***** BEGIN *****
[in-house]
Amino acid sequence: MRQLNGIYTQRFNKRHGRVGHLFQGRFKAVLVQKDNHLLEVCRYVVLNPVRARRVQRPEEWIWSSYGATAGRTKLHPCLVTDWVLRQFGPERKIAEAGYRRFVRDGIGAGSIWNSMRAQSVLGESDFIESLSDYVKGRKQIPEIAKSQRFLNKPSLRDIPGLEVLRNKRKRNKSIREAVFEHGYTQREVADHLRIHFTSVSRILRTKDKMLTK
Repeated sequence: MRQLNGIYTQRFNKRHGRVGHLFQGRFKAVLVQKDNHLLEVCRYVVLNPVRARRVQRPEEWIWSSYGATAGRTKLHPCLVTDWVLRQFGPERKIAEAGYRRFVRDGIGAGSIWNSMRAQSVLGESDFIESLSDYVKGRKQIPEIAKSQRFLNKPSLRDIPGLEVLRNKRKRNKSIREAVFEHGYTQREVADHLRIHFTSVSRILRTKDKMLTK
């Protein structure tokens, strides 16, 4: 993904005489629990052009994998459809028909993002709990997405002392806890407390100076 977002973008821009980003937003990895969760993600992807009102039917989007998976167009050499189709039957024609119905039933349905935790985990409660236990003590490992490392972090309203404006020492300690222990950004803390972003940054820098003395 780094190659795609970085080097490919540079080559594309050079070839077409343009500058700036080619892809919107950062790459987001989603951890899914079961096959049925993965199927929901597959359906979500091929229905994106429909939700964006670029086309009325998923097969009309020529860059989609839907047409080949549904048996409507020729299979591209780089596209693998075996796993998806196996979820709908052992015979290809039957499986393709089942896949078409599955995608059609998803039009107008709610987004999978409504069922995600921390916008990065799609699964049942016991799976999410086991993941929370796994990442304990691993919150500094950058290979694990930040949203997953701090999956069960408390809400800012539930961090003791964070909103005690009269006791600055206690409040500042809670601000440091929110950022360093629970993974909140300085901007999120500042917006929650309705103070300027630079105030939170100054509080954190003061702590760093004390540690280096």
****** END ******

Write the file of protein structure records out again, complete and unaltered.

[in-house]
Amino acid sequence: MRQLNGIYTQRFNKRHGRVGHLFQGRFKAVLVQKDNHLLEVCRYVVLNPVRARRVQRPEEWIWSSYGATAGRTKLHPCLVTDWVLRQFGPERKIAEAGYRRFVRDGIGAGSIWNSMRAQSVLGESDFIESLSDYVKGRKQIPEIAKSQRFLNKPSLRDIPGLEVLRNKRKRNKSIREAVFEHGYTQREVADHLRIHFTSVSRILRTKDKMLTK
Repeated sequence: MRQLNGIYTQRFNKRHGRVGHLFQGRFKAVLVQKDNHLLEVCRYVVLNPVRARRVQRPEEWIWSSYGATAGRTKLHPCLVTDWVLRQFGPERKIAEAGYRRFVRDGIGAGSIWNSMRAQSVLGESDFIESLSDYVKGRKQIPEIAKSQRFLNKPSLRDIPGLEVLRNKRKRNKSIREAVFEHGYTQREVADHLRIHFTSVSRILRTKDKMLTK
């Protein structure tokens, strides 16, 4: 993904005489629990052009994998459809028909993002709990997405002392806890407390100076 977002973008821009980003937003990895969760993600992807009102039917989007998976167009050499189709039957024609119905039933349905935790985990409660236990003590490992490392972090309203404006020492300690222990950004803390972003940054820098003395 780094190659795609970085080097490919540079080559594309050079070839077409343009500058700036080619892809919107950062790459987001989603951890899914079961096959049925993965199927929901597959359906979500091929229905994106429909939700964006670029086309009325998923097969009309020529860059989609839907047409080949549904048996409507020729299979591209780089596209693998075996796993998806196996979820709908052992015979290809039957499986393709089942896949078409599955995608059609998803039009107008709610987004999978409504069922995600921390916008990065799609699964049942016991799976999410086991993941929370796994990442304990691993919150500094950058290979694990930040949203997953701090999956069960408390809400800012539930961090003791964070909103005690009269006791600055206690409040500042809670601000440091929110950022360093629970993974909140300085901007999120500042917006929650309705103070300027630079105030939170100054509080954190003061702590760093004390540690280096």